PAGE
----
Investigations of Heat Shock Protein Expression in the Swordtail Fishes Xiphophorus birchmanni and X. malinche
MetadataShow full item record
In many species, animals must endure environmental stressors such as exposure to heat, toxins, and ultraviolet radiation. To protect cells against such stressors, animals employ an evolutionarily ancient mechanism: the heat shock response. During a heat shock response, heat shock proteins (Hsps) act as “chaperones,” assisting in maintaining the appropriate conformation of other critical proteins which would otherwise be denatured. Samples from three populations of swordtail fishes were collected from the Sierra Madre Oriental in Mexico to study the relationship between the amount of natural thermal stress and the quantity of Hsps expressed. In each population, HSP70 and HSP90 were quantified in fish taken directly from the natural environment and fish that underwent an acute heat stress experiment. In both cases, the population that experienced very little environmental heat stress expressed significantly less Hsps than the population that experienced much greater natural thermal variation. If climate temperatures within the Sierra Madre Oriental significantly rise, the swordtail population with the least expression of Hsps will have a significantly lower chance at survival than the swordtail population with the highest expression of Hsps.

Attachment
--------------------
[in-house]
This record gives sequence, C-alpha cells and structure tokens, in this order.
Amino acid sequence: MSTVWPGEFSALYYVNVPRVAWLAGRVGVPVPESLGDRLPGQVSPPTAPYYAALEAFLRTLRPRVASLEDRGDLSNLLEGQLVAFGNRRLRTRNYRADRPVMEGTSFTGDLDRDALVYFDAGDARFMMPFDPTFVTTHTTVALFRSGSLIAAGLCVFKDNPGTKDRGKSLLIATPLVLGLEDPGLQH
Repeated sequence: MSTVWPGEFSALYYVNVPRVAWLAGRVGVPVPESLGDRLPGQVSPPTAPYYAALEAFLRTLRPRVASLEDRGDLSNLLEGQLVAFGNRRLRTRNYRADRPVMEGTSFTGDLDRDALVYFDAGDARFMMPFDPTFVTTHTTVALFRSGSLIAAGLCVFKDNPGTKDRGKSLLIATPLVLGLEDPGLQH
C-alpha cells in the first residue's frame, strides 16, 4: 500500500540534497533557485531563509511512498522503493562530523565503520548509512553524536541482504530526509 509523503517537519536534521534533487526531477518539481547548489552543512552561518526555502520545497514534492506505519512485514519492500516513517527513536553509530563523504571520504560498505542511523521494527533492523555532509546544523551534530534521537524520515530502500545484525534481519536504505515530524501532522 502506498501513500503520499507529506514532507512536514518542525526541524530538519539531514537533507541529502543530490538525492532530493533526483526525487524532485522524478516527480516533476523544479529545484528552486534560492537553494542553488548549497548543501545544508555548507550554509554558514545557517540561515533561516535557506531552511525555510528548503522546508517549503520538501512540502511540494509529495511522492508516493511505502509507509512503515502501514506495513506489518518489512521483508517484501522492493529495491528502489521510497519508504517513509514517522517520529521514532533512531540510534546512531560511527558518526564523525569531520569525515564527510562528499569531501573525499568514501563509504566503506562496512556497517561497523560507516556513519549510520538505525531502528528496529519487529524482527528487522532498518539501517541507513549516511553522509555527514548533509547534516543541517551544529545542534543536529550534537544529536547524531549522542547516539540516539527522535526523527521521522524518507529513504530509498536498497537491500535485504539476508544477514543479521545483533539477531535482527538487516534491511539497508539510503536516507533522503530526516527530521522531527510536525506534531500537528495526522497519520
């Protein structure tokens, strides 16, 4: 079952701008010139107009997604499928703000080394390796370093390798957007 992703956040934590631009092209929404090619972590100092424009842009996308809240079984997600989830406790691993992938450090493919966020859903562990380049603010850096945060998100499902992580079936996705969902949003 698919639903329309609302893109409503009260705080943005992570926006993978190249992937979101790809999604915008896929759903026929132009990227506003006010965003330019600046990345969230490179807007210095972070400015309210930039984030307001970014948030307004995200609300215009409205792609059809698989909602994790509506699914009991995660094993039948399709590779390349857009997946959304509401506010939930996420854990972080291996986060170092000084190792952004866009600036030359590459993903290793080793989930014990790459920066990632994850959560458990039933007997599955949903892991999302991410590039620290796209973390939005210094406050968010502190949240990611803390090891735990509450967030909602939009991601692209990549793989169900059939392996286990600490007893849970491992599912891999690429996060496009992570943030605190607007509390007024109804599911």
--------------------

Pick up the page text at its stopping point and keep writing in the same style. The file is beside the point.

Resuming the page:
Meaders, Ashley M. (2011). Investigations of Heat Shock Protein Expression in the Swordtail Fishes Xiphophorus birchmanni and X. malinche. Available electronically from